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The goal of this assignment is to familiarize you with the process going from the characterization of a disease in human patients, to the identification of a mutated gene causing it, to the use of a mouse model to investigate how this mutation is causing the disease. You will learn about the spinocerebellar ataxia 1 (SCA1) genetic disease as an example of such a process.

This assignment is inspired by and uses content from, the lecture “A Healthy Nervous System: A Delicate Balance” on BioInteractive. Watch the video, (it may also be useful to download the transcript for reference) and answer the questions below.

Question 1: Based on this video, describe the symptoms of the SCA1 disease.

SCA1 is a familial disease as indicated by the pedigree analysis chart shown on the video and in the image below.  

Tracing Family History

Question 2: Explain how to read the chart by indicating what the squares and circles represent and what is the difference between filled and hollow shapes. 

Question 3: Discuss what conclusions can be drawn from the pedigree eg assuming that the disease is caused by the mutation of one single gene, do you think this mutation is recessive or dominant? Are the affected individuals more likely to be heterozygous or homozygous for this mutation? Is the disease affecting equally men and women? For each conclusion, make sure to explain how it is supported by the pedigree.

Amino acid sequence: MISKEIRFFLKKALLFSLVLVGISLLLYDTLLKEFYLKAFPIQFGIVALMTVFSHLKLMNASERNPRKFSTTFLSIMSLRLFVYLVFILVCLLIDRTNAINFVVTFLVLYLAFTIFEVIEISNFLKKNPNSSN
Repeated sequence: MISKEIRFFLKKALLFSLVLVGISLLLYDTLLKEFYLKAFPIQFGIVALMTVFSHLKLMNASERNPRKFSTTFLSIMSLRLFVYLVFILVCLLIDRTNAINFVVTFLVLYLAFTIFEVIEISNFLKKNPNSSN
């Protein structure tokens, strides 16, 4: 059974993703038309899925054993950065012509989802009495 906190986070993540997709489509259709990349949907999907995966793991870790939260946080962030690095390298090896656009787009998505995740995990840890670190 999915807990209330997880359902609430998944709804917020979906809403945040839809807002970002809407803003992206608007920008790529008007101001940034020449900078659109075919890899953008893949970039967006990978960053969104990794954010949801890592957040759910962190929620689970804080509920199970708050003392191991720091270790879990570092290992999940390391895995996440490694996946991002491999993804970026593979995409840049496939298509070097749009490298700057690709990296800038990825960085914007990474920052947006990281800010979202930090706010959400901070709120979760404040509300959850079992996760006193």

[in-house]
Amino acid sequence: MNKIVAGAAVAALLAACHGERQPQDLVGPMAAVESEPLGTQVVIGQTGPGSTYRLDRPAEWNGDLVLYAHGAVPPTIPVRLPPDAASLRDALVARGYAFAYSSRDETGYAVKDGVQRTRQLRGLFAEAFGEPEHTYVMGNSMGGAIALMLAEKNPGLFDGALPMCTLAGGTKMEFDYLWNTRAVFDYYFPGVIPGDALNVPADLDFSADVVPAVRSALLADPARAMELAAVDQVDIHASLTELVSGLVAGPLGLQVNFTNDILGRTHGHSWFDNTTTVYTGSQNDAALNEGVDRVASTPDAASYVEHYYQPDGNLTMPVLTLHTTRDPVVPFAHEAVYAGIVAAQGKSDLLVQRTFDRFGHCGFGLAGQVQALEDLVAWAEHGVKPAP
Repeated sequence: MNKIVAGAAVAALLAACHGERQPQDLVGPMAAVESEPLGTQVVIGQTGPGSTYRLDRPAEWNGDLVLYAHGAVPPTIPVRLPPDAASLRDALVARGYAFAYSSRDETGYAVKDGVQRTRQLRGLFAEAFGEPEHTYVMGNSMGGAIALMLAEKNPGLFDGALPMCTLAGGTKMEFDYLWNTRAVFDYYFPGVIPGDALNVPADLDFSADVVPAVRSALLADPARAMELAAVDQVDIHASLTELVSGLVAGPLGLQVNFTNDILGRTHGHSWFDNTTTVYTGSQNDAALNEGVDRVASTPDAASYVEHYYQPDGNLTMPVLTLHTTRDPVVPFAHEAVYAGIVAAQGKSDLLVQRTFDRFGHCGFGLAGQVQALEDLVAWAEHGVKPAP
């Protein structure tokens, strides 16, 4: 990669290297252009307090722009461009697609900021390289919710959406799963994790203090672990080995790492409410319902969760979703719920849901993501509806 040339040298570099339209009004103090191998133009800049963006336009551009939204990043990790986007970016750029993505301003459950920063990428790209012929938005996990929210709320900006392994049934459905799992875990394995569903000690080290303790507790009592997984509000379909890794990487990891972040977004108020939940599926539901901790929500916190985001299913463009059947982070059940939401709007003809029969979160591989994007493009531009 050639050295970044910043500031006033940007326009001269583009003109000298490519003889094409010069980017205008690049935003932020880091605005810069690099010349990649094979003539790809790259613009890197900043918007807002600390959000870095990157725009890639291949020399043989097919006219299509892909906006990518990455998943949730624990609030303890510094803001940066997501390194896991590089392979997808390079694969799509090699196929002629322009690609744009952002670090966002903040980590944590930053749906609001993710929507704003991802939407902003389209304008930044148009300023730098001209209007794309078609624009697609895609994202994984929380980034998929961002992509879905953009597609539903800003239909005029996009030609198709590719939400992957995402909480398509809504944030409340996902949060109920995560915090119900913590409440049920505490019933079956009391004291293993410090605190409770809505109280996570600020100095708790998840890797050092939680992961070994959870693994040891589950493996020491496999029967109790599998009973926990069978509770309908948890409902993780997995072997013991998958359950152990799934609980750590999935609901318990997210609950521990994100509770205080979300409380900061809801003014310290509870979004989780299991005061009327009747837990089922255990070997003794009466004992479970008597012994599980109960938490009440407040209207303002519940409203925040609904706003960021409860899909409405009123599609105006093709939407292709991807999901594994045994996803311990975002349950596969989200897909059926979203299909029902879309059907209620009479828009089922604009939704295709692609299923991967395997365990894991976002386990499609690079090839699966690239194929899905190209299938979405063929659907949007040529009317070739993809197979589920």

The Online Mendelian Inheritance in Man (OMIM) database is a frequently updated database of human genes and genetic diseases.  Search for SCA1 on OMIM. Read quickly through the page to get a general idea of the types of information that can be found on it and how they are presented. Identify the gene whose mutation is responsible for the SCA1 disease, search for it on OMIM and have a quick look at the corresponding page.

Question 4: Based on the descriptions in OMIM and the information from the video, indicate what genetic mutation is responsible for the SCA1 disease and what consequence it has on protein primary structure.

Question 5: Which organ and cell type are primarily affected by the mutation? Is this consistent with the symptoms observed in SCA1 patients?

Mice are generally a good model for human diseases, if you wish, you can read more about the benefits of the mouse model on The Jackson Laboratory website  Advantages of the mouse as a model organism.

Mouse models of SCA1 have been developed and helped researchers to understand this disease and to experiment new treatments.

Question 6: From the video describe the phenotype of the SCA1 mouse. Is it similar to symptoms observed in SCA1 patients?

Question 7: Is SCA1 considered to be caused by a loss of function of the protein affected, or is it thought to be due to another mechanism?

Question 8: Based on the findings from the mouse model, researchers then developed an SCA1 model in Drosophila – what are the advantages of using a Drosophila model over a mouse one

Question 9: Using the Drosophila model of SCA1, what was the protein kinase they found to be implicated in SCA1 associated neurodegeneration and why is this knowledge useful with respect to treating the disease?